In a recent interview, Google’s CEO, Larry Page, said “Most businesses fail because they miss the future.”
I can’t agree more.
However, I don’t think it is a failure to envision the future. The problem, I think, is that often times there are invisible inertia which prevent companies from doing radically new things. Incremental improvements are praised and encouraged. But forward-leaping initiatives just don’t happen as often.
Why is that?
To examine it further, we have to look at how a group of people makes decisions. In social science, the ideas of conformity, social norm, and groupthink have long been studied. These powerful forces come into play during the decision making process, whether we know it or not. Essentially, these forces boil down to fear.
Fear of being wrong. Fear of sounding stupid. Fear of push-backs. Fear of rocking the boat. Fear of sticking our neck out.
On the other hand, the distanced relationship between an individual and the decision outcome is usually not apparent. It is hard for anyone to relate a group decision to their personal well-being. After all, who thinks that agreeing with colleagues at work will have any significant impact on their lives?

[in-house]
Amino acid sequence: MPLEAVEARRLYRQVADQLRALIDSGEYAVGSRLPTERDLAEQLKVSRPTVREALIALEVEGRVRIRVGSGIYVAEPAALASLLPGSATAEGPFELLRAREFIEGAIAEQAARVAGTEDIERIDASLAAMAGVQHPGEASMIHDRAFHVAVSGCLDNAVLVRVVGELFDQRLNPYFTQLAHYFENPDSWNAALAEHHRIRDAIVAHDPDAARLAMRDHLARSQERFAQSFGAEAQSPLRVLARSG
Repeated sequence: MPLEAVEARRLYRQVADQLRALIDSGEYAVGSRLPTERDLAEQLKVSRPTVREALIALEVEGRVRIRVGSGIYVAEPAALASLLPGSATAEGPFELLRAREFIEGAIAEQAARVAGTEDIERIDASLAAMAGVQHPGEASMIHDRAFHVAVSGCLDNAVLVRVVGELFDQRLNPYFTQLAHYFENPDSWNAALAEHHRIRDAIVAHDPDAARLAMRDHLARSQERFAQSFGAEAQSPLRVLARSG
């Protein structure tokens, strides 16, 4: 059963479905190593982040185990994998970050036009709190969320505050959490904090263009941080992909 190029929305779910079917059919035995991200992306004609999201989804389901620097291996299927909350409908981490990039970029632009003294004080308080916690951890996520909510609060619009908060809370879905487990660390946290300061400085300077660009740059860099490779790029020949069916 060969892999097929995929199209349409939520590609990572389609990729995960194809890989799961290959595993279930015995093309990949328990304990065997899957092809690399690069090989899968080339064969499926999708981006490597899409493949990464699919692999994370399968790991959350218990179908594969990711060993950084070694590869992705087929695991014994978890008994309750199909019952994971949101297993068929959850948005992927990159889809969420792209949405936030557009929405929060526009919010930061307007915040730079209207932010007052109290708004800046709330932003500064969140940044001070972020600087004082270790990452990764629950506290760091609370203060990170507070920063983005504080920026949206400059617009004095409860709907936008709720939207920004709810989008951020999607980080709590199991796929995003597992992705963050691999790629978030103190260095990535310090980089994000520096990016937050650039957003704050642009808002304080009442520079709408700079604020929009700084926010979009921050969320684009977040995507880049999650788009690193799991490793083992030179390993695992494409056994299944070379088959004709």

When these two powerful forces: fear we all share and distanced responsibility, are combined, it only makes sense for any sane person not to risk themselves pushing for something different. The inertia for change creates a barrier for leaping innovations. Lack of true innovation ultimately brings demise to a business.
How do we fix that?
To address the fear problem, we need to create a safe environment where people feel comfortable voicing out their thoughts. This means not passing judgement too early when an idea is still brewing. This means encouraging people to speak up whenever they have concerns. This means separating the individuals from the issues itself. (“It is not about you or me, it’s about the issue at hand”).
For the distance problem, communication and transparency is the key. By communicating the impact of a decision and be totally transparent about its outcome – no matter success or failure, people can better relate the decision to its outcome. By nature, no one wants their company to fail. Once we realize the significance we have on the decisions we help making, we feel responsible for its success and failure.
By conquering our fear to conform and feeling responsible for the decisions outcome, we can bring about real innovations to the world – innovations that shape the future we all live in.
“What would you do if you weren’t afraid?” – Mark Zuckerberg